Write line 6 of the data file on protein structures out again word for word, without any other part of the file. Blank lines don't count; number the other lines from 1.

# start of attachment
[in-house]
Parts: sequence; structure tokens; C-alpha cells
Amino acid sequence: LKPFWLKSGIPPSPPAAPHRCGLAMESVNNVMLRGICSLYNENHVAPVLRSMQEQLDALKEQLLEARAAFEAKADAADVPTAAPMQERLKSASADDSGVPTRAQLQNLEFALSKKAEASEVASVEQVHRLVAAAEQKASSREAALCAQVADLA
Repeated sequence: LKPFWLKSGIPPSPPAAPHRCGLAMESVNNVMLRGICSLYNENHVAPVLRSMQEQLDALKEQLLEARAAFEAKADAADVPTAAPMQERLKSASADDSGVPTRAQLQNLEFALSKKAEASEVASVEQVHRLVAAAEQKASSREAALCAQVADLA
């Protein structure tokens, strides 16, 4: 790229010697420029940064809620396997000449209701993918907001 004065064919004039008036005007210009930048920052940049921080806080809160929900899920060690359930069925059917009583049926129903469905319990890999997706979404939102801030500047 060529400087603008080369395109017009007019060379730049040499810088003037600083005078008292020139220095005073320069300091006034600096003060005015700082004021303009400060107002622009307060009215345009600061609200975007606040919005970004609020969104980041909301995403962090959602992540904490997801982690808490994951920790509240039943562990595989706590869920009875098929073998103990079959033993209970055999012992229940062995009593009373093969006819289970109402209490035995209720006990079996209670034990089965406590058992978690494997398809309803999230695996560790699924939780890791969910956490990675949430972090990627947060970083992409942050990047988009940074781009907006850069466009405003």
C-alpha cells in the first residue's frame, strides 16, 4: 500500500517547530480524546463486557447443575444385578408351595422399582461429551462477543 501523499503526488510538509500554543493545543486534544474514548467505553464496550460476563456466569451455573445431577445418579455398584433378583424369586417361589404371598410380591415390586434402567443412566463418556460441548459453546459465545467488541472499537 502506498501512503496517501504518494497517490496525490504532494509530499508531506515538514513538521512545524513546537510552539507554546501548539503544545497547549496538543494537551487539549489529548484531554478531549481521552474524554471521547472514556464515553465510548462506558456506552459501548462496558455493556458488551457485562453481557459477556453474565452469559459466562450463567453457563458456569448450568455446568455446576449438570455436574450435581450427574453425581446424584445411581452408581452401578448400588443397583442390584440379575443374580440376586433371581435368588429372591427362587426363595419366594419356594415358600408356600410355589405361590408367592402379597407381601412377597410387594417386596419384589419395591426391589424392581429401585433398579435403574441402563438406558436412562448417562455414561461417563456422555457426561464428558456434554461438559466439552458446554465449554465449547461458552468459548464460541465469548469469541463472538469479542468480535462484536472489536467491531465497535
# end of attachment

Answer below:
C-alpha cells in the first residue's frame, strides 16, 4: 500500500517547530480524546463486557447443575444385578408351595422399582461429551462477543 501523499503526488510538509500554543493545543486534544474514548467505553464496550460476563456466569451455573445431577445418579455398584433378583424369586417361589404371598410380591415390586434402567443412566463418556460441548459453546459465545467488541472499537 502506498501512503496517501504518494497517490496525490504532494509530499508531506515538514513538521512545524513546537510552539507554546501548539503544545497547549496538543494537551487539549489529548484531554478531549481521552474524554471521547472514556464515553465510548462506558456506552459501548462496558455493556458488551457485562453481557459477556453474565452469559459466562450463567453457563458456569448450568455446568455446576449438570455436574450435581450427574453425581446424584445411581452408581452401578448400588443397583442390584440379575443374580440376586433371581435368588429372591427362587426363595419366594419356594415358600408356600410355589405361590408367592402379597407381601412377597410387594417386596419384589419395591426391589424392581429401585433398579435403574441402563438406558436412562448417562455414561461417563456422555457426561464428558456434554461438559466439552458446554465449554465449547461458552468459548464460541465469548469469541463472538469479542468480535462484536472489536467491531465497535